While Mountain View stepped up its political efforts, Cupertino cut back
FORTUNE -- The last time we looked at Silicon Valley's lobbying efforts, Google (GOOG) was the big spender and Apple (AAPL) the piker. (See For every $1 Google spends lobbying, Apple spends 10¢.)
That hasn't changed much in the past nine months. In fact, Google increased its political spending in 2012 -- a Presidential election year -- by nearly 90%, while Apple MOREPhilip Elmer-DeWitt - Feb 18, 2013 12:38 PM ET
Benchmark's Bill Gurley has provided wise counsel to some of Silicon Valley's most successful entrepreneurs.
FORTUNE -- When Silicon Valley's smartest people want to get smarter, they often turn to Benchmark partner Bill Gurley. For instance, he recently advised Travis Kalanick, CEO of startup Uber, on a less expensive version of his rapidly growing limo service. Says Kalanick: "He really pushed us to lower the price so there's no room for MOREJessi Hempel, writer - Feb 11, 2013 5:00 AM ET
A generation of popular apps is being defined by how brief their use cases are.
FORTUNE -- New apps are pushing the boundaries of brevity. Not Angry Birds-esque, which could eat up five minutes of time, but far less. The question is, if mobile apps increasingly are all about "snacking" -- using them in even shorter bursts -- just how brief can their functionality get?
I first encountered this trend last Thanksgiving, MOREJP Mangalindan, Writer - Feb 8, 2013 11:56 AM ET
Also: Twitter buys its way into social TV; how much will Dell ultimately sell for?
Facebook is said to create mobile location-tracking app [BLOOMBERG]
The app, scheduled for release by mid-March, is designed to help users find nearby friends and would run even when the program isn't open on a handset, said one of the people, who asked not to be identified because the plans aren't public.
Facebook is adding features to help it MOREJP Mangalindan, Writer - Feb 5, 2013 4:30 AM ET
SurveyMonkey's CEO had a front-row seat for Facebook's rocky IPO. He's in no hurry to follow suit.
FORTUNE -- Forgive Dave Goldberg, chief executive of rapidly growing SurveyMonkey, for not being in the slightest rush to take his 13-year-old company public. Let's just say he has lived the downside.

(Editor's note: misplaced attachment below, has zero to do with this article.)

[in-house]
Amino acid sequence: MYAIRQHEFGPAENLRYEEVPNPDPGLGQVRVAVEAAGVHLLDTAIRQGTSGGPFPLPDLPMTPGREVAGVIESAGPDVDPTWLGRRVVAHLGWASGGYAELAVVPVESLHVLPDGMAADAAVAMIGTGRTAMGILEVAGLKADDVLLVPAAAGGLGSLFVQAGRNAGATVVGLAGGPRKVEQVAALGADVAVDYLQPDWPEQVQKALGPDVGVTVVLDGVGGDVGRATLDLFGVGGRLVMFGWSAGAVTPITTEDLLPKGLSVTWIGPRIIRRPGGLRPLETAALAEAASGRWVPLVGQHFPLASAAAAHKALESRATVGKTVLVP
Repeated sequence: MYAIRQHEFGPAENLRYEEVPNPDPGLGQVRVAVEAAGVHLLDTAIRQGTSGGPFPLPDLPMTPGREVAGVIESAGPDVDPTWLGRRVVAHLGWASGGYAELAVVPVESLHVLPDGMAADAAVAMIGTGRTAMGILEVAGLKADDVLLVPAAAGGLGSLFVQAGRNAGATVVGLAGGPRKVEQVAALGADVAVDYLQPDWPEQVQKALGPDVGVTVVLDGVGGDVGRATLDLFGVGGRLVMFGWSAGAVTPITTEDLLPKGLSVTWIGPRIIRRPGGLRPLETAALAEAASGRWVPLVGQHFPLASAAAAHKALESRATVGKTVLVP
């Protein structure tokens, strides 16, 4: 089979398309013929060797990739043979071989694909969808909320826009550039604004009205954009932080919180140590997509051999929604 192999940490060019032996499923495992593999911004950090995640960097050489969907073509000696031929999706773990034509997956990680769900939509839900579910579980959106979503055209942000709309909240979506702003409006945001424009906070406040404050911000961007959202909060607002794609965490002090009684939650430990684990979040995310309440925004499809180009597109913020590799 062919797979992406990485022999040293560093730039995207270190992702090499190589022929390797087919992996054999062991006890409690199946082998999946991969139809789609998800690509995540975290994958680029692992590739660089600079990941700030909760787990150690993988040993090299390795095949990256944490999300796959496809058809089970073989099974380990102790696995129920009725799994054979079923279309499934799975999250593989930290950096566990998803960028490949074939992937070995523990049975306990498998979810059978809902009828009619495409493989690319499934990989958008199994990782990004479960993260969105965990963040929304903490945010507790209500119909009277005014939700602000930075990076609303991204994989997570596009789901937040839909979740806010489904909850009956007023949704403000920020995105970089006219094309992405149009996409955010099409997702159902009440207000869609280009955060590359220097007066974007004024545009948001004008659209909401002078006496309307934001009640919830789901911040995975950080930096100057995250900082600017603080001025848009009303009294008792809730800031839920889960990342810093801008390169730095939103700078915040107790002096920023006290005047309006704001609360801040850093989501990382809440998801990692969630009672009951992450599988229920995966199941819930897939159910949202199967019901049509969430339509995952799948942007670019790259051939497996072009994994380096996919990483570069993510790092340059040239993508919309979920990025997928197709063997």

"I took my first company public and worked at Yahoo (YHOO) for seven years, and I saw plenty of decisions made because of what MOREAdam Lashinsky, Sr. Editor at Large - Jan 17, 2013 9:00 AM ET
A veteran Apple watcher and a former Apple CEO add insight to insult
FORTUNE -- For readers who might someday find themselves on cable television fielding annoying or clueless questions in your area of expertise, here's a lesson from a couple of pros.
John Sculley, former CEO of Apple (AAPL), and David Kirkpatrick, my former colleague at Fortune, deftly turned a 7-minute interview on Bloomberg TV into an opportunity to set the record straight MOREPhilip Elmer-DeWitt - Dec 25, 2012 7:02 AM ET
Also: Why Instagram CEO Kevin Systrom's testimony doesn't add up; former Yahoo CEO Scott Thompson on his startup.
Why Xbox failed in Japan [EUROGAMER]
Doing business in Japan is not the same as doing business in the US, and the Xbox team learnt the hard way. In the US businessmen meet, discuss a contract, terms, sign and then get to work. In Japan business is done based on the strength of a MOREJP Mangalindan, Writer - Dec 17, 2012 5:30 AM ET
Apple inches closer to a true-blue TV set; Google chairman says Android has Apple beat.
Apple moves closer to making TV set [THE WALL STREET JOURNAL]
Executives at some of Apple's suppliers said the company has been testing designs for a large-screen high-definition set.
Two people said Hon Hai Precision Industry Co.which assembles the iPhone and iPad, has been collaborating with Japan's Sharp Corp. on the design of the new television for several months. "It isn't a formal project MOREJP Mangalindan, Writer - Dec 12, 2012 5:51 PM ET
Also: A look at Cisco CEO's radical new strategy; why Netflix got in trouble over a simple Facebook post.
Special report: Amazon's billion-dollar tax shield [REUTERS]
Amazon's Luxembourg arrangements have deprived European governments of hundreds of millions of dollars in tax that it might otherwise have owed, as reported in European newspapers. But a Reuters examination of accounts filed by 25 Amazon units in six countries shows how they also allowed the company MOREJP Mangalindan, Writer - Dec 7, 2012 2:24 PM ET
The latest dust-up between Instagram and Twitter will have lasting consequences.
FORTUNE – If your Instagram photos look wonky on Twitter, remember that's not by accident. It's by design.
Earlier this week, Instagram CEO Kevin Systrom announced onstage at Europe's tech conference Le Web that the popular photo-sharing start-up was killing support for "Twitter cards." As Twitter explained in a post, this basically means when users click Tweets with an Instagram link, photos MOREJP Mangalindan, Writer - Dec 6, 2012 11:11 AM ET
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